|The First Thirty Years of Television (Coronet Magazine, 1954)|
2013, being the 89th anniversary since the promise of television was first made to the world, is a fine time to post this article that celebrated the first thirty years of its existence. Illustrated with 27 pictures, this article names some of the inventors and the events that TV has made glorious.
• In 1927 Herbert Hoover was the first U.S. President to appear on T.V.
• The first dramatic production appeared on T.V. screens in 1928
• In 1931 George VI became the first British King to be broadcast
• Early television cameras captured Prime Minister Chamberlain upon his return from Munich in 1939 - the same year that the first major-league baseball game was broadcast
• President Truman's 1949 inaugural was the first inauguration to be televised - and that was the year that audiences really began to grow, and advertising fees right along with them.
Television Comes to Hollywood (Rob Wagner's Script, 1938)
"I believe the time will come when the live moving picture machine will be a part and parcel of every up-to-date home. I believe that the day is not far distant when moving picture film will be delivered at the home... and that the written description of the events of the day before will be augmented by the realistic portrayal of the happening..."
- so saith Siegmund Lubin (1851 – 1923), whose prediction was recorded in the July 28, 1906 issue of VIEWS and FILMS INDEX. Lubin is remembered in our age as one of the inventors who improved upon the existing movie camera and projector; his talents as a soothsayer have been largely ignored. We don't know what else he may have "soothed", but he sure was right about television!
- Which brings us to the matter of the attached article, that went to press some fifteen years after ol' Lubin assumed room temperature, but I'm sure that the writer (Tom Moriarty) would have been doubly surprised if Lubin had figured out that TV would evolve into the sordid affair that it is today. However, this column served as an announcement that television was coming and its home deserves to be in Hollywood, USA:
"Hollywood is the particular Creative Front in the world which has completely mastered the technique of volume-self-projection in all the arts."
Anticipating the Television Juggernaut (Stage Magazine, 1939)
This 1939 article was written by a wise old sage who probably hadn't spent much time with a "television set" but recognized fully the tremor that it was likely to cause in the world of pop-culture:
"Of all the brats, legitimate and otherwise, sired of the entertainment business, the youngest, television, looks as if it would be the hardest to raise and to housebreak..."
Click here to read about the early Christian broadcasts of televangelist Oral Roberts...
Seeing the 'Wonder Machine' for the First Time... (Delineator Magazine, 1937)
This is one of the most enjoyable early television articles: an eye-witness account of one the first T.V. broadcasts from the R.C.A. Building in New York City during the November of 1936. The viewing was set up strictly for members of the American press corps and the excitement of this one journalist clearly could not be contained:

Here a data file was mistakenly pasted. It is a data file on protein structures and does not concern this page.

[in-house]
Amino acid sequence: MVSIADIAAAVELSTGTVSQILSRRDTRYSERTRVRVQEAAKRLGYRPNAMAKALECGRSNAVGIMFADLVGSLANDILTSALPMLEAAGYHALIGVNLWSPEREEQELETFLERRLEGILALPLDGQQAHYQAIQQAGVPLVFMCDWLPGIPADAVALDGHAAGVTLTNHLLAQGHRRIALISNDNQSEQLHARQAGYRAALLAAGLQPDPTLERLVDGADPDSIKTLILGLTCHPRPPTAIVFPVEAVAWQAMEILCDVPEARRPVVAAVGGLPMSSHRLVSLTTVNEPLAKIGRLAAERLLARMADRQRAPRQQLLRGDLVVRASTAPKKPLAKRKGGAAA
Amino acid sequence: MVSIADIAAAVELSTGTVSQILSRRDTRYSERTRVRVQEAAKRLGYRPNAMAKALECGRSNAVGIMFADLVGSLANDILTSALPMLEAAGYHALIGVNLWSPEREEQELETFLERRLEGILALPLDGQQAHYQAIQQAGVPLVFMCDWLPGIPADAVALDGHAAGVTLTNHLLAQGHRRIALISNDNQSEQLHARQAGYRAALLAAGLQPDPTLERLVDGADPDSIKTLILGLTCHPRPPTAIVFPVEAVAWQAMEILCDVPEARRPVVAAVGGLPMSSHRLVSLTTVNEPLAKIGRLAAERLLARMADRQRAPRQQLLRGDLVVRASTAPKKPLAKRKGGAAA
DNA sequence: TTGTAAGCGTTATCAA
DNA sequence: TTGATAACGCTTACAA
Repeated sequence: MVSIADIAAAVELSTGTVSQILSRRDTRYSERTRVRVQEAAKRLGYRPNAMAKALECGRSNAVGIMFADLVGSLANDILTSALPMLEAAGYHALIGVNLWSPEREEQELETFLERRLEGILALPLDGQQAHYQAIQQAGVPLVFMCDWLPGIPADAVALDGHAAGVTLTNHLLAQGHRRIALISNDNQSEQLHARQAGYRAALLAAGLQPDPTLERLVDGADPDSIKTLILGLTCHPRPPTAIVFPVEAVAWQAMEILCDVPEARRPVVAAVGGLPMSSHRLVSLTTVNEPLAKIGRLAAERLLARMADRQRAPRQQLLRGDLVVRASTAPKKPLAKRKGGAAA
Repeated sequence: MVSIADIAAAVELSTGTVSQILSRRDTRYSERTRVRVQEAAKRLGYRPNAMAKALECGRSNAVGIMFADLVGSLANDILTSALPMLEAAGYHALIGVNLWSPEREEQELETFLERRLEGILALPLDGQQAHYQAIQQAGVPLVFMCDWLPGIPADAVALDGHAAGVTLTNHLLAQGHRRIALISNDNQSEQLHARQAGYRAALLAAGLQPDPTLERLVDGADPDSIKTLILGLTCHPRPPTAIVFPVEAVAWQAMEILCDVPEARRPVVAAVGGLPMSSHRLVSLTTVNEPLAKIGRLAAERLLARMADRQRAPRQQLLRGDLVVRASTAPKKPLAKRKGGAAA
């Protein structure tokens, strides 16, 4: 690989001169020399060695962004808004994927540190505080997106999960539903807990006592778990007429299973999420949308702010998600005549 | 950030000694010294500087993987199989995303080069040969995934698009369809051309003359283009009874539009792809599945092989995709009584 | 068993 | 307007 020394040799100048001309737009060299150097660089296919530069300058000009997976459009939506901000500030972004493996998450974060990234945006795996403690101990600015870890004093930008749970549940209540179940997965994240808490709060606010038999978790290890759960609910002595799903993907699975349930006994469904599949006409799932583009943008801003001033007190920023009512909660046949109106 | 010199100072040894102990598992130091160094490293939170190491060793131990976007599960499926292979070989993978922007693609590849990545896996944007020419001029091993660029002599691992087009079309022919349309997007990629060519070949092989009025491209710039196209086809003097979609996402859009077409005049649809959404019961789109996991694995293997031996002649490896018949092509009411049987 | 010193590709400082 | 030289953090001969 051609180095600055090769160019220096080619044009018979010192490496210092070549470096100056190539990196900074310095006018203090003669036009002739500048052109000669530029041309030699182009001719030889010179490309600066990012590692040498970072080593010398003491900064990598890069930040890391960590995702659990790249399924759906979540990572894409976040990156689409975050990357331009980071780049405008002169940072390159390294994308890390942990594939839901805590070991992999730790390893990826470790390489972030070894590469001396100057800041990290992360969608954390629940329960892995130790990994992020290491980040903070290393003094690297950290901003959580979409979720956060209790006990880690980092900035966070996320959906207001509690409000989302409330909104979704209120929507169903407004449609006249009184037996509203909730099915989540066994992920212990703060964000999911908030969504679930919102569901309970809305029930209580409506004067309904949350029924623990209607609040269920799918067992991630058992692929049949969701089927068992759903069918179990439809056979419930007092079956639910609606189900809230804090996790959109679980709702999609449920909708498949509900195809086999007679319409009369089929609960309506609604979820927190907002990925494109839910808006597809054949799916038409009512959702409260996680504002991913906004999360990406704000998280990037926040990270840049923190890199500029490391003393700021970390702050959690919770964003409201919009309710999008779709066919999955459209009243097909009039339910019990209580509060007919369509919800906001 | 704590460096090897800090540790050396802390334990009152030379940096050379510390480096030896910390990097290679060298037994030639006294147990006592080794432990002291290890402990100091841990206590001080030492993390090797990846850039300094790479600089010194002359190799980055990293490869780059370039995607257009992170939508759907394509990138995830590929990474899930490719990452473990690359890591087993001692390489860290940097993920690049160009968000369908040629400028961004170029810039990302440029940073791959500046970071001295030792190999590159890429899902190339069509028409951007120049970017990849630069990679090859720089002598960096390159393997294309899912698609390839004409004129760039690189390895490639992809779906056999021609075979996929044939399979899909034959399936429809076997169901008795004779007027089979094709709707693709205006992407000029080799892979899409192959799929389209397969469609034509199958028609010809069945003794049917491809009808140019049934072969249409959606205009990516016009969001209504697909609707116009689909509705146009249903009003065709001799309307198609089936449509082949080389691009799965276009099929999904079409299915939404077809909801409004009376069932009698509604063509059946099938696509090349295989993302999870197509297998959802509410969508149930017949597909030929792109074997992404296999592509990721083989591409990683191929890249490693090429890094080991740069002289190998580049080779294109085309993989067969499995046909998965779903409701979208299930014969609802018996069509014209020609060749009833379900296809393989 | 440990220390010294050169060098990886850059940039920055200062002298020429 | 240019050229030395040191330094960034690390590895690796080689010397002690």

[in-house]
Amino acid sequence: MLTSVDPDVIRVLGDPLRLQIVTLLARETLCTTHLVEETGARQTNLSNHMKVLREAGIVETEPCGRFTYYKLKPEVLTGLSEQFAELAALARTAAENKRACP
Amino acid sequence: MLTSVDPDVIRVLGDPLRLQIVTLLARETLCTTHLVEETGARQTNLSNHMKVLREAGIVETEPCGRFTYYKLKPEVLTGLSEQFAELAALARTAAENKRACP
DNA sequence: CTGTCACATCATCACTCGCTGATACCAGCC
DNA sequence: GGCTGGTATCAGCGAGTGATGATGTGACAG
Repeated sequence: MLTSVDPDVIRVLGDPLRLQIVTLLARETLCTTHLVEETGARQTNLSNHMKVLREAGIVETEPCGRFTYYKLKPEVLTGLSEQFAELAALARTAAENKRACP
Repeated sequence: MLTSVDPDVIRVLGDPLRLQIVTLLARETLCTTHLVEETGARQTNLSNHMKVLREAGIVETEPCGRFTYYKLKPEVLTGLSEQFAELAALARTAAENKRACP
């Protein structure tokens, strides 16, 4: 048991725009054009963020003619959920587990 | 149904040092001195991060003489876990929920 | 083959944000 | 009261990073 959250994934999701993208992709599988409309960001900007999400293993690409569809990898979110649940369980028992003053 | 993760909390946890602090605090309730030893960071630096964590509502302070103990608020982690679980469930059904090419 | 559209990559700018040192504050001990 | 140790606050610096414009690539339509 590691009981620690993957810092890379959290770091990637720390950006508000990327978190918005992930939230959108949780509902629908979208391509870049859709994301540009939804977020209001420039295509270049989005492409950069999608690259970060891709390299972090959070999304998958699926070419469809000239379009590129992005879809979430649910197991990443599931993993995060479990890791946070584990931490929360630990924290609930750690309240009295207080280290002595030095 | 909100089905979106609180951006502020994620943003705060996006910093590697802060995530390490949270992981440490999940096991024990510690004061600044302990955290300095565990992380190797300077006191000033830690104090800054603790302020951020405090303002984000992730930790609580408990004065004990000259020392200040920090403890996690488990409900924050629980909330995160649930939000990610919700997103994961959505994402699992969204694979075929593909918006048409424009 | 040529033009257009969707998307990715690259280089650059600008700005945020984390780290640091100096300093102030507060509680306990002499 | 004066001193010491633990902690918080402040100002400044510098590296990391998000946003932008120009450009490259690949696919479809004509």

"In the semi-darkness we sat in tense silence waiting to see the premiere demonstration of television...Television! What would it be like? I remembered how miraculous the first radios seemed...Suddenly, there in the lid of the wonder machine appeared the small but clear image of Betty Goodwin, television announcer, sent out on the air from the Empire State Building dome. Over intervening skyscrapers it had found its way, penetrating the thick walls of the RCA Building...Miss Goodwin introduced David Sarnoff, president of RCA and from the 7.5 by 10 inch screen he bowed and smiled..."
Television with All It's Possibilities (Stage Magazine, 1939)
There wasn't a single soul in 1939 would have imagined that television would be the sort of venue that would allow millions of strangers to see Tyra Banks get a breast exam, but that is the kind of institution it has become.
STAGE MAGAZINE correspondent Alan Rinehart was astonished that so much dough was being invested in such a young industry, yet he recognized that T.V. was capable of much good, but was also capable of generating the kind of banality that we're used to.
"What then, will be the entertainment value of television?...What's to be the entertainment? Why should we tune in? Will we get more than we will on the radio?...The revolutionary idea about television is that the medium has been developed before the art. It's as if the piano had been invented before music, or paint and canvas before drawing."
Color Television: Hand Maiden to Art... (Art Digest, 1945)
Attached you will read a 1945 editorial written by the art critic Clayton Boswell, who articulately expressed the great hope that the art world had emotionally invested in color television:
"This is what the art world has been waiting for - in the meantime struggling with the futility of attempting to describe verbally visual objects over the air. Now art on the television will be on par footing with music. And what radio has done in spreading the appreciation of good music will be duplicated with fine art...Then indeed will Andrew Carnegie's dream of progress through education come true."